I discovered the most authentic spiritual people are so busy doing their spiritual life -- living their values and beliefs -- that they have little time for talking about it.

Where are we on the spiritual development scale? Is our religion or spirituality based on fear? Or love? Do we do things in hope of a reward? Or because it's the right thing to do? Do we explain to God how things ought and need to be, or do we accept things as they are?

Are you a spiritual baby? If you are, then for heaven's sake, grow up.

Nick Wilgus is an award-winning author based in Tupelo, Mississippi. Check out his latest novel from Dreamspinner Press, RAISE IT UP, available in paperback and ebook formats.











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Published on September 23, 2017 18:31 • 53 views

September 17, 2017



I'll just say it out loud: I don't believe in hell. I don't care what the Bible may or may not say on the matter. I don't care what the Catechism of the Catholic Church teaches. The concept of hell is monstrously absurd -- and no sane person should believe it.

I don't need to argue my point of view by citing this or that scripture, or some or other famed theologian. I arrived at my conclusion that way most sane people do: By the use of reason and a dash of common sense.

The doctrine of hell -- the concept, the idea, the premise -- is that a loving God created a place of eternal torment for people (and angels) who refuse to love Him. To avoid this dreadful fate, evangelical Christians talk about taking Jesus as one's personal savior. Muslims talk about making their submission to Allah. Catholics stress the need to be baptized and die in communion with the Church in order to be saved. The basic idea is the same: Unless you jump through some hoops, you will spend eternity in a "lake of fire."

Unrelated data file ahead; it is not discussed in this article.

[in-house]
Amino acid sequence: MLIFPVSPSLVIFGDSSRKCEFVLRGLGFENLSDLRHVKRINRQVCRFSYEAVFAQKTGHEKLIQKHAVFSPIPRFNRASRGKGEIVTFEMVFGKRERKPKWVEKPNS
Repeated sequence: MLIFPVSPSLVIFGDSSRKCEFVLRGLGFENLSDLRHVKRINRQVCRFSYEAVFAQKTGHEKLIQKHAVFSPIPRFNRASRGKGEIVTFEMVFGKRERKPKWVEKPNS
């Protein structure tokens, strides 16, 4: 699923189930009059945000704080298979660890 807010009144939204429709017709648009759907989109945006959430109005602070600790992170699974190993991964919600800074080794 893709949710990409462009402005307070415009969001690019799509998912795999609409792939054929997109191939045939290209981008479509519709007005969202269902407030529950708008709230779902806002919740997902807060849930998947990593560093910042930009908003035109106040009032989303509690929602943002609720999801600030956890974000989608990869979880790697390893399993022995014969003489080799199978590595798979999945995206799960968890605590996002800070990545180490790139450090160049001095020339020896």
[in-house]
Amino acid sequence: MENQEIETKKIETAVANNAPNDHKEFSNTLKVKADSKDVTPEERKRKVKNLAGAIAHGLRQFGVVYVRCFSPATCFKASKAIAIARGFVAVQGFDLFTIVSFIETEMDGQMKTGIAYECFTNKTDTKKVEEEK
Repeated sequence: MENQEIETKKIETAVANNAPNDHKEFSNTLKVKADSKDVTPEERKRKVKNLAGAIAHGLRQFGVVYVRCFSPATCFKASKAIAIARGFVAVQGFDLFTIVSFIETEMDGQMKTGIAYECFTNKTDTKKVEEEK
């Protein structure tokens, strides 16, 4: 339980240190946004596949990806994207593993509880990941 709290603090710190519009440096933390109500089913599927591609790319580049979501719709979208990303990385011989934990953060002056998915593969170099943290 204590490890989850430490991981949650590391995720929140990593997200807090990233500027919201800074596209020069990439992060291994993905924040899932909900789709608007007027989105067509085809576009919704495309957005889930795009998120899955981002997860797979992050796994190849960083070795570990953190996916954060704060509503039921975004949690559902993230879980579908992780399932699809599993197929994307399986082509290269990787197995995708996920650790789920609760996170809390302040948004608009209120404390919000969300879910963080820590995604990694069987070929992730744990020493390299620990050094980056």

It's important to understand the idea, to dig deep into it, to genuinely comprehend it.

Firstly, it cannot be stressed enough: Hell is an utterly monstrous idea. It is a shocking creation. It's twisted. It's sick. The psychology beneath it is deeply abnormal.

Eternal punishment is ... eternal. And that's a very long time. No matter how many eons might pass in such a place, it would still be only the beginning. Millions of years could pass ... billions ... trillions ... trillions upon trillions of years ... but still , it would only be the beginning. The torment, the agony, the dreadful pains, would never end. Never. No matter how much time passed, the agony would go on and on for eternity. What could a finite human being do to deserve such an infinite punishment?

If you don't grasp the full horror of it, spend some time with it. Chew on it. Think about it. Dig into it. Immerse yourself fully into the idea of it. The more you think about it, the more you realize what an insane idea it is.  And not insane with a small case i, but INSANE. Sick. Twisted. Preposterous. Literally beyond belief.

But the really insane thing is to attribute the creation of hell to a "loving God." A great many Christians will tell you flat out that if you don't accept Jesus as your personal savior, you will go to hell. And they believe it. And they are genuinely distressed at the idea that you would prefer such a fate when all you have to do to "save yourself" is accept Jesus as your personal savior. They are quick to point out that this isn't their idea, that this is God's plan, that it's all there in the Bible.

As indeed it seems to be.

Here's the rub. A loving God created you, but if you don't love Him back, He will destroy you forever in the lake of fire.

How is this love?

You have to ask yourself. If I stood in front of you with a knife to your throat and insisted that you "love" me, how would you feel? If your safety and well being depended on loving me, would it be love? It's ridiculous, is it not? Yet we are asked to believe this is what God expects of us. This is "God's plan." Unless you agree to "love" this all-powerful entity, you will be utterly destroyed.